Building The Perfect Beast

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Archive for the ‘magazines’ tag

More Thoughts on Magazines and Publishing on the iPad

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Justin Williams continues his thoughts on the state of magazine publishing on iOS.

He nails it and points, once again, at the best example of how it should be done: Flipboard.

By the way, if you haven’t used Justin’s Elements as a text editor on your iOS device, you need to give it a go. Great app, and my favorite iOS text editor.

via @justinw

Written by Jeffery Battersby

December 7th, 2011 at 11:25 am

True That @justinw

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Reading magazines on the iPad is an exercise in frustration. Don’t let anyone tell you otherwise. As great a device and, more importantly, a platform as Apple has made, magazine publishers have done nothing short of fumble the snap.

Justin Williams on how the magazine experience on the iPad fails to live up to what it could be. I agree with Justin wholeheartedly. Not a magazine on the iPad that I can say I really enjoy reading. Meanwhile, Flipboard handles the same job—often offering the same content as many of these magazines—in nearly perfect fashion.

I love the idea of magazines on the iPad, I’m just waiting for them to be implemented in a way that doesn’t make me feel like I’m fighting with my iPad.

Justin Williams – Google+ – Reading magazines on the iPad is an exercise in… | via @justinw

Come on dudes, think different.

Written by Jeffery Battersby

November 26th, 2011 at 11:59 pm

Posted in Commentary,Featured

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What I Don’t Like About The Time Magazine App for the iPad

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I don’t subscribe to Time. Never have. Never will. I’ve been more of a Newsweek U.S. News kind of guy over the many years of newsmag reading I’ve done. (I could, here, indicate that I am an Economist kind of guy too. I don’t really read that magazine either, but it has a pretentious enough feel to make me seem like something other than I am.) I was, though, recently encouraged by a friend to pick up a copy of the latest version of Time in order to read Lev Grossman’s article titled sin•gu•lar•i•ty.

I haven’t read the article yet, but I have spent the last five or so minutes thumbing through the pages, as it were, of that issue using Time’s new iPad app. In that short bit of time, I’m already very frustrated with the reading experience the app offers.

I realize that magazine publishing and the translation of same to a digital format is something that is still being struggled with by almost every print magazine on the planet. But I must say that, of all the iPad magazines I’ve looked at thus far, and I’ve looked at quite a few, Time seems to have gotten the concept pretty wrong. In short, here are my complaints, and given that I’ve only looked at this app for a few short minutes, I may find more later or I may find that what I initially hated turns out to be pretty darned good.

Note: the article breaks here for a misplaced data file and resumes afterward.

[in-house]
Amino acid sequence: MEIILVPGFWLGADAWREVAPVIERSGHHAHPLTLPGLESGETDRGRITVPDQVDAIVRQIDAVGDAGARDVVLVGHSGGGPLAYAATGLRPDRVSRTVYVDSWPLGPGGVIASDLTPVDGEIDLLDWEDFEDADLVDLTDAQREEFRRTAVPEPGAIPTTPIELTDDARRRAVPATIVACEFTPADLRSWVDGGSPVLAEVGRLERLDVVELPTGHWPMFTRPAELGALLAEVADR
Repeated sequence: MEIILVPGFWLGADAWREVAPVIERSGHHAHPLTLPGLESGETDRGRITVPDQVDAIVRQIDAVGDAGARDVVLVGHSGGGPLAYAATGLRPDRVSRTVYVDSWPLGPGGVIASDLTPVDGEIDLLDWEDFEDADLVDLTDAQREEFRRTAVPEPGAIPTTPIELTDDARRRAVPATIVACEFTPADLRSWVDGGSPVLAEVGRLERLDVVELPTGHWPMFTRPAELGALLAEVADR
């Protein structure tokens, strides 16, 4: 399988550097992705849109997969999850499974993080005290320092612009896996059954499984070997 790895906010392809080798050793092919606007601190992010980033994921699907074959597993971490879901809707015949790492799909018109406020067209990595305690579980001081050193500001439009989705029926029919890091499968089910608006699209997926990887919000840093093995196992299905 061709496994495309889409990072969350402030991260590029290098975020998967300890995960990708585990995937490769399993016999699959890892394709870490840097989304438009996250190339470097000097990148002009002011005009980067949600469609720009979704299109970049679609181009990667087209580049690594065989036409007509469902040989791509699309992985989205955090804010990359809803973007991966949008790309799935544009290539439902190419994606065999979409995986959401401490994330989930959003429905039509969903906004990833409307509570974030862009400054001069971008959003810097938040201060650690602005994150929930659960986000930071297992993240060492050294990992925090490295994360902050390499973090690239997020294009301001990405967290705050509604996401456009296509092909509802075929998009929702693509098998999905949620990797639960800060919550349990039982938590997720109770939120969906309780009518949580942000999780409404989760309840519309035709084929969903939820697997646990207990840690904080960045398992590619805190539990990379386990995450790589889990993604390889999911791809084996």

Table of Contents:
Seriously? Two columns of contents that need to be scrolled, individually, from top to bottom to locate an article that you want to read?

Scroll for More:
The Time app has instructions on every page to give you guidance on how to read the article you’re presently looking at, so, every article, like the Contents page, has little black bars on it telling you to scroll up or down for more. First of all, you can’t scroll down if you’re already at the top of the article so, technically, you can’t really “scroll” that way “for more.” Second, if you have to provide instructions on every page of your iPad app so people will know how to access its content, you’ve got a problem with your design.

Seriously? Scroll!?!
There is something particularly uncomfortable about swiping left or right to find an article and then scrolling down to read said article, yet this is exactly how the Time app works. The process, at least in my five minute experience, is utterly painful.

No, I Mean Really? Scroll!?!
It’s not so much that you have to scroll down as it is the fact that there really is no pagination. It doesn’t matter to me that the text rolls from top to bottom, but the fact that the article SCROLLs makes it that much easier to lose your place in the text as you scroll along. If you must scroll downward, DON’T SCROLL!! Make it seem like I’m turning a page. Snap from the text I’ve just read at the bottom of the page to the next page’s text at the top of the page so that my eyes can track from the bottom of one page to the top of the next instead of floating around somewhere in the middle until I find my place again.

Remember Where I Was In An Article:
While attempting to read an article in Time I somehow managed to turn my downward scroll into a leftward slide, which took me to the next article in the sequence. My swipe back to the original article did not return me to the page that I was just reading, it instead brought me back to the very beginning of the article. There needs to be some kind of page turning intelligence that either returns me to the last place I was in an article or that lets me choose whether I want to start at the beginning of an article or continue where I left off.

Shut up!!! You think too much.